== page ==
A new chap­ter in Clarke’s Beach

Coun­cil re­ceives ap­plause fol­low­ing pub­lic meet­ing

The Compass - - NEWS - BY TERRY ROBERTS ed­i­tor@cb­n­com­pass.ca

It’s very un­usual for mem­bers of a mu­nic­i­pal coun­cil to re­ceive ap­plause fol­low­ing the con­clu­sion of a reg­u­lar pub­lic meet­ing.

But that’s ex­actly what hap­pened in Clarke’s Beach on Mon­day, Nov. 4 af­ter Mayor Betty Moore tapped her gavel and ad­journed the sec­ond meet­ing of the new-look town coun­cil.

Some 20 peo­ple in the pub­lic gallery broke into ap­plause, with one woman stat­ing: “It’s so peace­ful. I don’t want to leave.”

The show of sup­port fol­lowed a low-key, smoothly run meet­ing that was held in an at­mos­phere of re­spect and deco­rum.

As mem­bers of the gallery filed out of the coun­cil cham­bers, another woman was heard say­ing, “That’s the way it should be.”

The shine is still new on this town coun­cil, six of whom are new­com­ers to elected pol­i­tics. They in­clude Deputy Mayor Wayne Snow, and coun­cil­lors Crys­tal Brett, Danielle De­laney, Nor­man Hillier, Ge­orge Janes and Kelly Ka­vanagh.

Mayor Moore was the only mem­ber of the pre­vi­ous coun­cil to sur­vive the Sept. 24 mu­nic­i­pal elec­tion, with five other in­cum­bents go­ing down to de­feat in a stag­ger­ing field of 25 can­di­dates.

The record turnout of can­di­dates and voter-driven house-clean­ing fol­lowed years of bick­er­ing and high pro­file dis­putes, with Mayor Moore largely iso­lated by most other mem­bers of coun­cil, all of whom were male. The sit­u­a­tion cli­maxed last year, with a Ma­clean’s mag­a­zine ar­ti­cle de­scrib­ing Clarke’s Beach as Canada’s most dys­func­tional mu­nic­i­pal­ity.

It set the stage for one of the most-watched elec­tions in the prov­ince, with a record turnout of vot­ers.

In the end, Mayor Moore re­ceived a strong man­date by fin­ish­ing a close sec­ond to Snow, her nephew, on the bal­lot.

Res­i­dents are hop­ing that the neg­a­tive me­dia spot­light di­rected on this quaint, pic­turesque and grow­ing Con­cep­tion Bay North town is a thing of the past. And if this week’s meet­ing is any in­di­ca­tion, they may get their wish, though some in the gallery joked that it’s only early into their four-year man­date.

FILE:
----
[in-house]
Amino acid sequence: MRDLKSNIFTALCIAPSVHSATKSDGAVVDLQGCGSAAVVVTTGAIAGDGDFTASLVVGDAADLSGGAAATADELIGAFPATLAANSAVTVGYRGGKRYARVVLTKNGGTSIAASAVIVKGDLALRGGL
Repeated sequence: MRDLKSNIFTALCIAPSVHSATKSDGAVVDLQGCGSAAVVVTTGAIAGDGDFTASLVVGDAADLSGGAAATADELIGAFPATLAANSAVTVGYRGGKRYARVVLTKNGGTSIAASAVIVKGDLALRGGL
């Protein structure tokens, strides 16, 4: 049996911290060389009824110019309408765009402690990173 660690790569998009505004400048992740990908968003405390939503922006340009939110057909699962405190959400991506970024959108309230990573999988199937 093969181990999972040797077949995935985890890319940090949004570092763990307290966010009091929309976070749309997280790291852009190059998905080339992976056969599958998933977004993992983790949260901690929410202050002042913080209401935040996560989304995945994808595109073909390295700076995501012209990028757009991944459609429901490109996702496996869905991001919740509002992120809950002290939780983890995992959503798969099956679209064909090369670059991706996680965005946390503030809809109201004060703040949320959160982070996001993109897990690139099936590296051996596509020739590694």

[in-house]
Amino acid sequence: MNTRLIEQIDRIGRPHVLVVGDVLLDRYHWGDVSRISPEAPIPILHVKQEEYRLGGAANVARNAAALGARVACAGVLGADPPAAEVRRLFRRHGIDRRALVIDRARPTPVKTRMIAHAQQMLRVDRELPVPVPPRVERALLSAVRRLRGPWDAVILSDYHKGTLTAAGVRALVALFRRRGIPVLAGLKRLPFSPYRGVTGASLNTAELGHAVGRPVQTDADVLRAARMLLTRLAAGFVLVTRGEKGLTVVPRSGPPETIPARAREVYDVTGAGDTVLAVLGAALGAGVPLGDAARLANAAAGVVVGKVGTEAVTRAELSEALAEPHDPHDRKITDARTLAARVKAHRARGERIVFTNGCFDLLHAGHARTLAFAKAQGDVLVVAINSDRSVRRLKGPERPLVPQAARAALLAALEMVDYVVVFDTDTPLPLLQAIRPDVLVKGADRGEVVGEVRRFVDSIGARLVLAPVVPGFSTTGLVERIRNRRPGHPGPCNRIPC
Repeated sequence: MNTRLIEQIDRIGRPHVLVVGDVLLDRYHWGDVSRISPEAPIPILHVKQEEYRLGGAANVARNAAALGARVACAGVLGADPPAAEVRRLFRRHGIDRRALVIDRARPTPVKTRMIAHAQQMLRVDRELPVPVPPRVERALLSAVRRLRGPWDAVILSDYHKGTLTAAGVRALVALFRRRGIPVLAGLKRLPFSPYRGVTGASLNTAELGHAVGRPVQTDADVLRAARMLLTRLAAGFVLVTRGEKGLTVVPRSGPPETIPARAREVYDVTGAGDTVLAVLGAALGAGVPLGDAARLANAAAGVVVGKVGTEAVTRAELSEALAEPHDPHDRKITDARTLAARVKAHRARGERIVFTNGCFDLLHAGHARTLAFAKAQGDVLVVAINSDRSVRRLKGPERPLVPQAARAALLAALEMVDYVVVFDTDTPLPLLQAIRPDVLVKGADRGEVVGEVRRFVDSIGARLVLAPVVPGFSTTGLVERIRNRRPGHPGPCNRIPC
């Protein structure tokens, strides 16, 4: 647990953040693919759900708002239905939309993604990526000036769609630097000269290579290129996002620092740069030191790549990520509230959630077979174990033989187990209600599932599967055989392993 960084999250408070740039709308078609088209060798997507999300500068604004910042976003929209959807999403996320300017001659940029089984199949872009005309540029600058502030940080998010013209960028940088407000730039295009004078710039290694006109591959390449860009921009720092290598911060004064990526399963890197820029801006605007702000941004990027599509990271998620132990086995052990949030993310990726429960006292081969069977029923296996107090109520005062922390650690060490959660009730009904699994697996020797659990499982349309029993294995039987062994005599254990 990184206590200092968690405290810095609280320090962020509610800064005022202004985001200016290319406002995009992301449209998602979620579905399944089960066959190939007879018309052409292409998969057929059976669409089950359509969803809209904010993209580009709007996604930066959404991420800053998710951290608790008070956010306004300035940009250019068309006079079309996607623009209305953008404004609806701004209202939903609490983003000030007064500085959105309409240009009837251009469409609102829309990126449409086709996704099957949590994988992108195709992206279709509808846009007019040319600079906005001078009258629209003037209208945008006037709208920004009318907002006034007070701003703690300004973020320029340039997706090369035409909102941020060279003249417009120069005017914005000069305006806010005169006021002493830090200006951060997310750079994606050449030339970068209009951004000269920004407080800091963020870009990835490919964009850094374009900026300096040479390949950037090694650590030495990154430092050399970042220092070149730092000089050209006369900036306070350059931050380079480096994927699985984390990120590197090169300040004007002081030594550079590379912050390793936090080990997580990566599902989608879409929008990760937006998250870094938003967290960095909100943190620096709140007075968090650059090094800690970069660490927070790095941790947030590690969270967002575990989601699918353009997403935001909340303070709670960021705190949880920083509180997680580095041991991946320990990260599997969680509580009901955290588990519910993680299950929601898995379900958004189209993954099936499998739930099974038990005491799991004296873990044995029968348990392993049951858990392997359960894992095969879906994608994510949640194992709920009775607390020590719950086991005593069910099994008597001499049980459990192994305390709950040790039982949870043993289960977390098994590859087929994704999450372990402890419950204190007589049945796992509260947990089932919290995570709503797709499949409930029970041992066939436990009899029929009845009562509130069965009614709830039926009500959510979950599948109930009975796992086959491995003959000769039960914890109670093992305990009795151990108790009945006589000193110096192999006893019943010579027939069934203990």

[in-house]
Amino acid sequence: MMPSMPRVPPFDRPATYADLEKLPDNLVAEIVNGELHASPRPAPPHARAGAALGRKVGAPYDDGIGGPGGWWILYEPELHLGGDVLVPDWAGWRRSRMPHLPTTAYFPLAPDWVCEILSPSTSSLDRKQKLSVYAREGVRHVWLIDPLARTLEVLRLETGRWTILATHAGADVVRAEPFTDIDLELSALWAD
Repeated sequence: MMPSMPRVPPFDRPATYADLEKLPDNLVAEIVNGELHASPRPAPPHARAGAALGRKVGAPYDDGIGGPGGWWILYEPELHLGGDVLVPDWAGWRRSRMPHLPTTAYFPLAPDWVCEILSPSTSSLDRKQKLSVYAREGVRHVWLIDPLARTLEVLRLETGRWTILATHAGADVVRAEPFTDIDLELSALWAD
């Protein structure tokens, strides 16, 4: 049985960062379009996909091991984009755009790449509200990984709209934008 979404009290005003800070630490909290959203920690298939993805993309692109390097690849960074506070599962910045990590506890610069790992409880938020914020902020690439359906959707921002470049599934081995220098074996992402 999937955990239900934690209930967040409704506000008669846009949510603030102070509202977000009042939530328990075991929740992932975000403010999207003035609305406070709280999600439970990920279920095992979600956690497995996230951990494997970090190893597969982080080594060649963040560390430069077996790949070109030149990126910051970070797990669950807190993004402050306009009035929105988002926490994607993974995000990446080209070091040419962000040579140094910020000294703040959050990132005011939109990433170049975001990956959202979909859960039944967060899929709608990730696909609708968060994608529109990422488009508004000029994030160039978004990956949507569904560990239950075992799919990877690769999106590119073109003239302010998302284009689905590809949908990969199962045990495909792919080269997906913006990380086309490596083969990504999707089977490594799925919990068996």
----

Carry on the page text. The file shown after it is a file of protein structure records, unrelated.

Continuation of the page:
As for this week’s agenda, it was busi­ness-as-usual, high­lighted by coun­cil’s ap­proval to seek cap­i­tal works fund­ing of some $800,000 to carry out another phase of wa­ter and sewer up­grades on Wil­sonville Road, a sec­tion of Glam Road, and An­thony’s Road. If ap­proved, the pro­vin­cial gov­ern­ment will pay 90 per cent, with the town pick­ing up the re­main­der.

Coun­cil also ap­proved a $500 con­tri­bu­tion to the Bay Arena As­so­ci­a­tion, which op­er­ates the Bay Arena in Bay Roberts on be­half of town’s in the re­gion.

The only item that even came close to gen­er­at­ing any se­ri­ous de­bate was a re­quest for a dona­tion to this year’s Poppy Cam­paign from the Royal Cana­dian Le­gion.

In the past, coun­cil has ap­proved the “stan­dard” dona­tion to such re­quests of $25. Coun. Janes, an of­fi­cer in the Cana­dian Forces, de­scribed this amount as a “pit­tance,” con­sid­er­ing that fund­ing to the cam­paign supports pro­grams that ben­e­fit mil­i­tary vet­er­ans.

Coun­cil agreed to main­tain the $25 dona­tion for this year, but com­mit­ted to dis­cussing the is­sue dur­ing up­com­ing bud­get talks.

Mean­while, Mayor Moore made note of the fact that the locks on all town build­ings have been changed, and new keys have been is­sued. She de­scribed this mea­sure as “stan­dard.”

Pho­tos by Terry Roberts/The Com­pass

Mayor Betty Moore.

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